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fs-independent quotas

So, a few months back we got a new improved quota format for FFS.
Unfortunately, one of the side effects of this was to sprinkle
specific knowledge of the new format through all the userlevel quota
tools and quota support logic. To be fair, this was alongside the
existing specific knowledge of the old quota format; nonetheless, it's
messy and unscalable.

We may want to add more quota formats (e.g. the different and
incompatible new quota format FreeBSD added last year) or add quota
support to other filesystems (tempfs, perhaps v7fs) or even add other
filesystems that have or may have their own native quota handling
(zfs, Hammer, you name it). Also, my planned lfs-renovation is
currently hung up on the VFS-level quota interface, because I don't
want to rip out the existing maybe-partial support for quotas but
can't plug new code into the existing framework.

For these and other reasons I've been intending to rework the quota
system. As some people know I've also been avoiding doing it, because
it looks like work; however, it really ought to go in before netbsd-6
is branched and it's getting to the point where I feel like I'm
starting to hold that up, and that's just not on.

So, here's what I'm planning to do.

It seems to me that quotas are fundamentally a special-purpose
key/value store; that is, you look up quota information for a
particular thing (the key) and get back the quota settings and current
usage information (the value). This means, to me at least, that the
quota system can and should be accessed like a key/value store; this
means that a dump of the quota information can be tabular rather than
hierarchically structured and there's therefore no need to involve

I am going to change the exposed schema slightly from the traditional
quota system. In the traditional quota system, there are two quota
tables (which manifest physically as files), one for user quotas and
one for group quotas. Within each table the id (uid or gid) is the
key, and the value contains quota and usage information for both block
and file quotas. This is simple and effective, but not very flexible;
also, it's no longer the 80s and it's not necessary to link the
physical representation closely to the logical representation.

Therefore, I'll do a bit of relational normalization and provide the
following logical representation:

   - the quota key is:
        the quota *class*
        the id
        the quota *type*

   - the quota value is:
        the configured hard limit
        the configured soft limit
        the configured grace period
        the current usage
        the current grace expiry time (if any)

The quota *class* is the thing the quota is imposed on; this is
currently either "user" or "group". There is no likely prospect of
additional quota classes appearing.

The quota *type* is the thing the quota is about; this is currently
either "blocks" or "files". There is, however, prior art out there
(not in NetBSD though) that provides quotas for additional types.

Ideally as much of the code as possible should be written to be able
to transparently handle additional quota classes and types; this may
end up being more of a long-term goal than a direct consequence of the
current work, though.

In this schema the quotas pertaining to a user "joe", with uid 101 and
gid 100, might appear as:

   class  id    type    hard    soft    usage   grace   expire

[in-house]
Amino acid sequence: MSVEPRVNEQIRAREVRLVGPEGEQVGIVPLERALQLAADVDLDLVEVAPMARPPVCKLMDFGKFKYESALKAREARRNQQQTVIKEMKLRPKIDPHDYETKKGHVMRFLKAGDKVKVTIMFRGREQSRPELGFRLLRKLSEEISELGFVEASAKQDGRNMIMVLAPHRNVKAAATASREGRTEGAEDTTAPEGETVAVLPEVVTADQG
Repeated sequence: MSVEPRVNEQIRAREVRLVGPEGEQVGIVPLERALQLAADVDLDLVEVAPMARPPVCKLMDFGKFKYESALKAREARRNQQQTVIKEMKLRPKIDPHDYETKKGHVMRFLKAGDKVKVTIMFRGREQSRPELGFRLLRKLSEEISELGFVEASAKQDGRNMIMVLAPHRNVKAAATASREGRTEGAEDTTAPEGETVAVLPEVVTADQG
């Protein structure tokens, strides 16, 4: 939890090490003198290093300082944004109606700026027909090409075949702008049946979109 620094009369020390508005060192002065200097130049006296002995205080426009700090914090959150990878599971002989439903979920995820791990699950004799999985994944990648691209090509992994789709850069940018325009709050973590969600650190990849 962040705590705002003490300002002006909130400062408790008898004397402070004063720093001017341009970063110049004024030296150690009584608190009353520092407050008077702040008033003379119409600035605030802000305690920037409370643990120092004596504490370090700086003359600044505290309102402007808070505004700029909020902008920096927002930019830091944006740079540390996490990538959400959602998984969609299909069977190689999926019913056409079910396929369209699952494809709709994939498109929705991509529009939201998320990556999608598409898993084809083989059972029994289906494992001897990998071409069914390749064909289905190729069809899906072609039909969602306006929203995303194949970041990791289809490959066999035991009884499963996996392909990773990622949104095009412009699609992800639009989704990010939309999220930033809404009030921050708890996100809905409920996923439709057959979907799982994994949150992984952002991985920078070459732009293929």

user   101   block   11000   10000   5072    7d      -
   user   101   file    1100    1000    280     7d      -
   gid    100   block   22000   20000   11543   14d     -
   gid    100   file    2200    2000    5072    14d     -

In the traditional quota implementation these four rows in the
(filesystem-independent) logical schema fit into two struct dqblks,
one holding the group data and one holding the user data. I believe
the quota2 physical representation is similar.

(I have no plans to change any of the physical representations or the
code that manages it.)

The current structural plan is for this logical schema to be exposed
by each file system at the VFS layer. That is, each filesystem will be
responsible for translating between its internal, on-disk format and
the filesystem-independent logical schema. The VFS- and syscall-level
kernel code should not need to do much of anything but hand off to the
filesystem; this is more or less how things currently are and always
have been.

The userlevel quota library is going to be completely rewritten to
provide a key/value access API to the logical schema described above.
This will be converted to quotactl calls to the kernel... and also
some other actions, such as contacting rquotad on NFS servers. There
are also some cases with the old-style quotas where the tools access
the quota files directly; some of these cases may go away, but I'm not
sure they all can. This logic and the FS-specific knowledge it
requires can and should be contained inside libquota.

I'm also going to crib from FreeBSD's quota library and add libquota
calls for things like turning quotas on and off. This should make the
userlevel tools simpler, and should make life easier for any
third-party tools that want to manipulate quotas. (There aren't many,
but a few do exist.) Unfortunately, direct compat with FreeBSD's quota
library isn't feasible as theirs is not FS-independent.

I expect the following tools to become FS-independent:


I'm also intending to add quotadump(8) and quotarestore(8) tools to
allow backing up quota settings easily. With the traditional quota
system you can just back up the quota files (and since they're exposed
in the filesystem, this happens by default unless you explicitly
exclude them) but with in-FS quotas that no longer works and a
dump/restore method is needed. I think quotadump and quotarestore will
probably end up as hard links to edquota, but that's not entirely
clear yet.

I'm going to remove the current quotactl(8) as it seems to be entirely
specific to the current proplib-based interface.

Note that quotacheck(8) is specific to the old-style FFS quotas and is
not FS-independent; this will not (and cannot) change.